You’ve heard so much about yoga, you know it’s supposed to be great for you by making make you fit, flexible, focused and stress free. But, if you don’t know where to begin, if your doing it right, or even know what yoga is, read on! We spoke with yogi Stephanie Gongora ahead of our #YogisBreatheFree Instagram challenge to learn how she got started with her practice. Known for her beautiful 'Daily Flow' videos (also available on YouTube), Stephanie has built a loyal following of supporters who look to her for advice and inspiration.
When did you start your yoga practice and how did you come to discover the joys of being a yogi?
I started seriously practicing yoga on a daily basis just over two years ago. I grew up doing gymnastics, but stopped shortly after high school. During almost a 10 year hiatus from a sport that had dominated my early years, I found myself searching for something, anything to take its place…to no avail. I tried my hand at aerial arts, such as lyra and pole fitness, but when I stumbled across incredible yogis on Instagram manipulating their bodies in ways that I never thought possible, I knew I was hooked. I've always enjoyed being upside down, and through daily practice and pushing the boundaries of what I used to know as "yoga," I've found that my passion for yoga on and off the mat just continues to grow.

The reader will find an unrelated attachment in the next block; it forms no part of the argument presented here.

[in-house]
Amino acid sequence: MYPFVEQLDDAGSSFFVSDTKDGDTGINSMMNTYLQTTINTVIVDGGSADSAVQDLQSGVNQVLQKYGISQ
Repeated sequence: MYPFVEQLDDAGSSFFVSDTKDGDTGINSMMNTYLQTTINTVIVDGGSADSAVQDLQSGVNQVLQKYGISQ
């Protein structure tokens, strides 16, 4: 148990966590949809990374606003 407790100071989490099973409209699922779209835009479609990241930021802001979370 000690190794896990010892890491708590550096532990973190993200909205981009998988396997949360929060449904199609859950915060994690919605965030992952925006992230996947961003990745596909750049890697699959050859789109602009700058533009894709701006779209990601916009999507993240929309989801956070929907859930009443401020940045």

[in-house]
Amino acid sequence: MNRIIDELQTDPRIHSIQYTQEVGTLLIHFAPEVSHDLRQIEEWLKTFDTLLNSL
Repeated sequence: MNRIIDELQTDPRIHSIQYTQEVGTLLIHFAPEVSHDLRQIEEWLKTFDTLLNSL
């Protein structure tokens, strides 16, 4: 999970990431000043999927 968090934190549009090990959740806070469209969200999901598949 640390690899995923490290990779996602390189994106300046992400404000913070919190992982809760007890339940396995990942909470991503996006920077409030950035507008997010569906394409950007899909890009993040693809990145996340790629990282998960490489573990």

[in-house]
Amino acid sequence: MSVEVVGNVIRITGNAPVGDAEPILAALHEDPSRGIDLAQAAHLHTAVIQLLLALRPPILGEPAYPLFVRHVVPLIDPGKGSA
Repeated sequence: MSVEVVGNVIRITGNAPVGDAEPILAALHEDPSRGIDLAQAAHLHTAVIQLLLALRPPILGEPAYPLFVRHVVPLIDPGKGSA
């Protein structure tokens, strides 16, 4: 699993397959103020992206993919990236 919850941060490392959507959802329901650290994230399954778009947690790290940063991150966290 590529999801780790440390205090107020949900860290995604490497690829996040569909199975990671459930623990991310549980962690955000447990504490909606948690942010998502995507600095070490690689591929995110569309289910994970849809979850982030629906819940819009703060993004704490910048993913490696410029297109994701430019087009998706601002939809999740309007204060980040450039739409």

What would you say to someone who is skeptical about the benefits of yoga?
I used to be one of you! I thought yoga was boring! I didn't really think of it as a workout, and I never contemplated all of the other limbs of yoga outside of asana. But that was simply ignorance on my part. There are so many fields of yoga, so many different schools and techniques, that there is truly something perfect for everyone. No matter where you start, you can find contentment through practice, both physical and spiritual.
What tips do you have for beginner yogis who are interested in mastering their practice?
I would suggest starting with an experience teacher who uses a lot of cues, both physical and verbal. Even if you intend to practice mostly at home, learning the basic foundations of the physical practice is key to progress and safe progress at that. The mind is quick to remember the seeds we plant. Even a few basic classes with a great teacher (one on ones are even better) can cement what a pose can feel like when correct activations are made. Then you can take that home to your personal practice. Other advice would be: DON'T GIVE UP! What do they always say? #PracticeAndAllIsComing . It's so true with yoga. You may not even notice the progress at times, and it's not always physical. But it's there. And it's worth it.